In this lecture, we show how to use FDTD to solve a basic EM problem involving the transmission of light though a slab of material.

- How to set up the simulation using periodic boundary conditions and a plane wave source.

- How to use a broadband pulse to compute the normalized transmission over a range of wavelengths.

- How the FDTD results agree with those computed with analytical methods.

Additional information:
This Lecture was updated in Apr 14, 2022

This tutorial will walk you through computing transmission spectrum of a dielectric slab using Tidy3D.

For more details, refer to the Tidy3d documentation.

First we import Tidy3D and the other packages needed. If it is not installed, please perform the installation and account authentication by following the detailed instructions here.

In [1]:

```
# standard python imports
import numpy as np
import matplotlib.pyplot as plt
import tidy3d as td
from tidy3d import web
```

First, let us define some basic parameters setting up the slab and other simulation properties.

In [2]:

```
# Wavelength and frequency range
freq_range = (200e12, 400e12)
lambda_range = (td.constants.C_0/freq_range[1], td.constants.C_0/freq_range[0])
freq0 = np.sum(freq_range)/2
Nfreq = 301
# frequencies and wavelengths of monitor
monitor_freqs = np.linspace(freq_range[0], freq_range[1], Nfreq)
monitor_lambdas = td.constants.C_0 / monitor_freqs
# central frequency, frequency pulse width and total running time
lambda0 = td.C_0 / freq0
bandwidth = 0.18 # bandwidth of source in units of delta frequency. 0.38 for broadband
freqw = bandwidth * (freq_range[1] - freq_range[0])
t_stop = 100 / freq0
# Thickness and refractive index of slab
t_slab = 0.5
n_slab = 3.5
mat_slab = td.Medium(permittivity=n_slab**2, name='silicon')
# Grid resolution (cells per um)
# dl = lambda_range[0] / 30 / n_slab
dl = 6e-3
# space between slabs and sources and PML
spacing = 1 * lambda_range[-1]
# simulation size
sim_size = Lx, Ly, Lz = (2.0, 2.0, 2*spacing + t_slab)
```

First, let's use the analytical expresion for slab transmission to see what we should expect.

In [3]:

```
def slab_analytical(d, n, wvl):
""" computes transmision as a function of slab thickness (d), refractive index (n), and wavelength (wvl). """
rho = (n-1)/(n+1)
t = ((1+rho)*(1-rho)*np.exp(-2j*np.pi*n*d/wvl)) / (1 - rho**2*np.exp(-4j*np.pi*n*d/wvl))
return np.abs(t)**2
transmission_analytical = slab_analytical(t_slab, n_slab, monitor_lambdas)
```

In [4]:

```
plt.figure()
plt.plot(monitor_freqs / 1e12, transmission_analytical, 'k', label='analytical')
plt.xlabel('frequency (THz)')
plt.ylabel('Transmitted')
plt.legend()
plt.show()
```

Now we set everything else up (structures, sources, monitors, simulation) to run the example.

First, we define the multilayer stack structure.

In [5]:

```
slab = td.Structure(
geometry=td.Box(
center=(0, 0, -Lz/2 + spacing + t_slab/2),
size=(td.inf, td.inf, t_slab),
),
medium=mat_slab,
name='slab',
)
```

We must now define the excitation conditions and field monitors. We will excite the slab using a normally incident (along z) planewave, polarized along the x direciton.

In [6]:

```
# Here we define the planewave source, placed just in advance (towards negative z) of the slab
source = td.PlaneWave(
source_time = td.GaussianPulse(
freq0=freq0,
fwidth=freqw
),
size=(td.inf, td.inf, 0),
center=(0, 0, -Lz/2+spacing/2),
direction='+',
pol_angle=0,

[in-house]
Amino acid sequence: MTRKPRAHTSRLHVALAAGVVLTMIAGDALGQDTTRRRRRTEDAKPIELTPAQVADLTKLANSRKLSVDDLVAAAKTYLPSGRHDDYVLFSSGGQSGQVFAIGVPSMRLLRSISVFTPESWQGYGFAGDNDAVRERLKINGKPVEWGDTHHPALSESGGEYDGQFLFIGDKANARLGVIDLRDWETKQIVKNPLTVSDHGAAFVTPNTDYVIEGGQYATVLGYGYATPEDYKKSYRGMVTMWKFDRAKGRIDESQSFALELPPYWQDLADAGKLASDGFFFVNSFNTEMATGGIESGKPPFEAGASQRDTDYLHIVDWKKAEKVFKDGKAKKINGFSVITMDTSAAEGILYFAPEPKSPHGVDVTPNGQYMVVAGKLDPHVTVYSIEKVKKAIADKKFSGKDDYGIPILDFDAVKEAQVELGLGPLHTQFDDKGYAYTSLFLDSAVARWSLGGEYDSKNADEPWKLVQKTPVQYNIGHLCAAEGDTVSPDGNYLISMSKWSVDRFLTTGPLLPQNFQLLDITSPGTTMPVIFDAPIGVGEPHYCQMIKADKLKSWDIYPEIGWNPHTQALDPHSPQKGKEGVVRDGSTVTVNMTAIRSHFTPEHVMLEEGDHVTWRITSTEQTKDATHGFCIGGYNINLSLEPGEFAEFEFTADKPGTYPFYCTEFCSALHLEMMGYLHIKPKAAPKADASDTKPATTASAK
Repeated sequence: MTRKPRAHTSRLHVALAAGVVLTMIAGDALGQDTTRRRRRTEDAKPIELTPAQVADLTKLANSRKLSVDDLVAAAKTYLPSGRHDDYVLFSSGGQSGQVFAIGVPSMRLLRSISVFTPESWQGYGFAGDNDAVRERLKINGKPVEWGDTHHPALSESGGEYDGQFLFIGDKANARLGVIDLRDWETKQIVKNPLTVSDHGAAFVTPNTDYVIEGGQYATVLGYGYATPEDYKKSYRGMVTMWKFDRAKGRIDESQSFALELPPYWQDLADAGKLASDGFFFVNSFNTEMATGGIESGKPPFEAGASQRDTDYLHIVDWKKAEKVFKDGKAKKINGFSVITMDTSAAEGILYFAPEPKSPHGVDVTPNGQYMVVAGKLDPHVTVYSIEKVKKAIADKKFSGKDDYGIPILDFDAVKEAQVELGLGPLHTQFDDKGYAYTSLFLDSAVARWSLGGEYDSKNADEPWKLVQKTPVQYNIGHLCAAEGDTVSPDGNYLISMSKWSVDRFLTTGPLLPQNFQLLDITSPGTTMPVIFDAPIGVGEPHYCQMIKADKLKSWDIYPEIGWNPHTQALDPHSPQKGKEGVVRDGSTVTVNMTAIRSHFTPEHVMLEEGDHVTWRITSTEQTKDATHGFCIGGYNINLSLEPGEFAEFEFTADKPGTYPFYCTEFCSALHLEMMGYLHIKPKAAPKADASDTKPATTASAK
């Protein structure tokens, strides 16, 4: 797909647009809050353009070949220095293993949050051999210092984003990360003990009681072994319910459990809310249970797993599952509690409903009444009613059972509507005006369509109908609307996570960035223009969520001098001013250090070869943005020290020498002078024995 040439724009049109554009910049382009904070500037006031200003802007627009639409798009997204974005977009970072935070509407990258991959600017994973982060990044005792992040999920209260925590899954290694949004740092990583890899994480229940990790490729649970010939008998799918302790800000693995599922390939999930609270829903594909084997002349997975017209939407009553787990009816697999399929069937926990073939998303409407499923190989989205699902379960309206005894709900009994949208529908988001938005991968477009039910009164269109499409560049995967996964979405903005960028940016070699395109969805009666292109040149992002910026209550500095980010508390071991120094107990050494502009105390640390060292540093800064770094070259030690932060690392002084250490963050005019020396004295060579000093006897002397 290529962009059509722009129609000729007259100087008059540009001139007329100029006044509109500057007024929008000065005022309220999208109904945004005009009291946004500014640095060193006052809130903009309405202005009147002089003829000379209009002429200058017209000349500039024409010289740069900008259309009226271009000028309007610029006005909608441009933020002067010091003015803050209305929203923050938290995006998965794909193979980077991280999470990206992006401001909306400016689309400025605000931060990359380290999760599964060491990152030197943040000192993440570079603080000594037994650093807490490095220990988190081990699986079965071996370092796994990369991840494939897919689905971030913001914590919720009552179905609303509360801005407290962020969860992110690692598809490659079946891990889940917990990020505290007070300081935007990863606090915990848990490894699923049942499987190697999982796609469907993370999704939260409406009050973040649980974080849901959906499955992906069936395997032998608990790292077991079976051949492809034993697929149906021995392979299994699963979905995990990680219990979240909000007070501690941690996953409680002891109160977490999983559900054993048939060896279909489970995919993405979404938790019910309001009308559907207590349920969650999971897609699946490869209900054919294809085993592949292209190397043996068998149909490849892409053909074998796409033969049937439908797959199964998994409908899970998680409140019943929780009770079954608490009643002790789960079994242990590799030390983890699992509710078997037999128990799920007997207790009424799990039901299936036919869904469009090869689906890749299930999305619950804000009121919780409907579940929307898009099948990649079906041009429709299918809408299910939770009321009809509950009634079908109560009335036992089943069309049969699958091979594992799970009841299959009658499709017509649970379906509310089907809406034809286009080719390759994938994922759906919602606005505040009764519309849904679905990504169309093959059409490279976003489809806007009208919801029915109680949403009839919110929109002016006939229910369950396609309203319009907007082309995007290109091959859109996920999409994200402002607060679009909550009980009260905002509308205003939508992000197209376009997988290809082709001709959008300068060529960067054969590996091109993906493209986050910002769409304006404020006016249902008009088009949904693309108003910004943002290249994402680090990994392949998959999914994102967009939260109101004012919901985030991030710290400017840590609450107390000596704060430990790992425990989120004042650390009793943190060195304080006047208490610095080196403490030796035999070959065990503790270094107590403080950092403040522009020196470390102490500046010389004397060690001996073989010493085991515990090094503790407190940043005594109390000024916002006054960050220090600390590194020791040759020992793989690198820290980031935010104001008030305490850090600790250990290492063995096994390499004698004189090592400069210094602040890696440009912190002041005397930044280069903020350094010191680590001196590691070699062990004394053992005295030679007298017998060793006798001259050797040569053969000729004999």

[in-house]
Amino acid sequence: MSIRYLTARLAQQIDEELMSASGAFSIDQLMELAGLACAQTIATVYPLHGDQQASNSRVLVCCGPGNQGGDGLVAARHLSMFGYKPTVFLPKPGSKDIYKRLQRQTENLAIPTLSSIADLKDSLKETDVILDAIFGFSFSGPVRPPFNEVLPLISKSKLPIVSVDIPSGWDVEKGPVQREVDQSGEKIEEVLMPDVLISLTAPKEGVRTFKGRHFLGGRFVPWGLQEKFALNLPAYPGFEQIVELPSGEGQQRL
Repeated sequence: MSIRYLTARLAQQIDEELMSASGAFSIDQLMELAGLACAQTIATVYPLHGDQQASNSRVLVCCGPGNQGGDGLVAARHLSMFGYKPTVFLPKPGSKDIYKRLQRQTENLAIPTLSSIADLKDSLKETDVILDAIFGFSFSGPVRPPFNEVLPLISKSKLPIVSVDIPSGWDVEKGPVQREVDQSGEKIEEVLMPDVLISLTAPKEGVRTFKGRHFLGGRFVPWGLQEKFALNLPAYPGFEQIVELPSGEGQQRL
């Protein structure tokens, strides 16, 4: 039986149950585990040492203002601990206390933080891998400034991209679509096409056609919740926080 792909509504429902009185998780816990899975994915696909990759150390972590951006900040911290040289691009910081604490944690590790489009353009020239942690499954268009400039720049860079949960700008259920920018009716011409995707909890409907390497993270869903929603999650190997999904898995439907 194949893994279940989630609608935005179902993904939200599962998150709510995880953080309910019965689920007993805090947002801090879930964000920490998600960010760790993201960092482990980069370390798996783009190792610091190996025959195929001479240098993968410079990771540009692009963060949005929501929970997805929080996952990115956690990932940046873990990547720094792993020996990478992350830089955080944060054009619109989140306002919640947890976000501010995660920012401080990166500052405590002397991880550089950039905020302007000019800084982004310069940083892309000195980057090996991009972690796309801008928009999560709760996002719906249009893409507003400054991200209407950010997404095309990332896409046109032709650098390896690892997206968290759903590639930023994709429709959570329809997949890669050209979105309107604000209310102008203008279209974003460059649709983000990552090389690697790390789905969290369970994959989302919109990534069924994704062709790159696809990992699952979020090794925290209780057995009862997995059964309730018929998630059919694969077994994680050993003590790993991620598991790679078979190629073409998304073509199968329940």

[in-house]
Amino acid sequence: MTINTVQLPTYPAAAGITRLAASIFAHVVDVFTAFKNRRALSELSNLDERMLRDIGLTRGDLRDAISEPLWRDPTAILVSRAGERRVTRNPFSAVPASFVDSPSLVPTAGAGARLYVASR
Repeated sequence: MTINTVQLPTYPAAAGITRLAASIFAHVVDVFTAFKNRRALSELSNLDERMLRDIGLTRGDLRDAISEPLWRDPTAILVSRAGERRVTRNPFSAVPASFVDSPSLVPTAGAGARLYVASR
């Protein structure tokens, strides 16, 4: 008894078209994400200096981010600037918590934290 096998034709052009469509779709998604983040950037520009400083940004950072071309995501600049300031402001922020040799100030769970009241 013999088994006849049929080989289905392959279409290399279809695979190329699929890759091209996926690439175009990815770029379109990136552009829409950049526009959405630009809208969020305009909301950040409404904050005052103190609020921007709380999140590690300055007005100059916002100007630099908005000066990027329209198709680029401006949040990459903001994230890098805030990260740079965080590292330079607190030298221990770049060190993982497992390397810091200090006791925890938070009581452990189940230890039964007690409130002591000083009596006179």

name='planewave',
)
```

Here we define the field monitor, placed just past (towards positive z) of the stack.

In [7]:

```
# We are interested in measuring the transmitted flux, so we set it to be an oversized plane.
monitor = td.FluxMonitor(
center = (0, 0, Lz/2 - spacing/2),
size = (td.inf, td.inf, 0),
freqs = monitor_freqs,
name='flux',
)
```

Now it is time to define the simulation object.

In [8]:

```
sim = td.Simulation(
center = (0, 0, 0),
size = sim_size,
grid_spec = td.GridSpec.uniform(dl=dl),
structures = [slab],
sources = [source],
monitors = [monitor],
run_time = t_stop,
boundary_spec = td.BoundarySpec.pml(z=True),
normalize_index = None,
)
```

Let's now plot the permittivity profile to confirm that the structure was defined correctly.

First we use the `Simulation.plot()`

method to plot the materials only, which assigns a different color to each slab without knowledge of the material properties.

In [9]:

```
sim.plot(x=0)
plt.show()
```

Next, we use `Simulation.plot_eps()`

to vizualize the permittivity of the stack. However, because the stack contains dispersive materials, we need to specify the `freq`

of interest as an argument to the plotting tool. Here we show the permittivity at the lowest and highest frequences in the range of interest. Note that in this case, the real part of the permittivity (being plotted) only changes slightly between the two frequencies on the dispersive material. However, for other materials with more dispersion, the effect can be much more prominent.

In [10]:

```
# plot the permittivity
freqs_plot = (freq_range[0], freq_range[1])
fig, ax = plt.subplots(1, tight_layout=True, figsize=(8, 4))
sim.plot_eps(x=0, freq=None, ax=ax)
plt.show()
```

In [11]:

```
times = np.arange(0, sim.run_time, sim.dt)
amps = np.real(sim.sources[0].source_time.amp_time(times))
```

We can also take a look at the source to make sure it's defined correctly over our frequency range of interst.

In [12]:

```
# Check probe and source
f, (ax1, ax2) = plt.subplots(1, 2, tight_layout=True, figsize=(8, 4))
ax1 = sim.sources[0].source_time.plot(times=np.linspace(0, sim.run_time, 1001), ax=ax1)
ax1.set_xlim(0, sim.run_time)
ax1.legend(('source amplitude',))
ax2 = sim.sources[0].source_time.plot_spectrum(times=np.linspace(0, sim.run_time, 1001), val='abs', ax=ax2)
fill_max = 30e-16 # 10e-16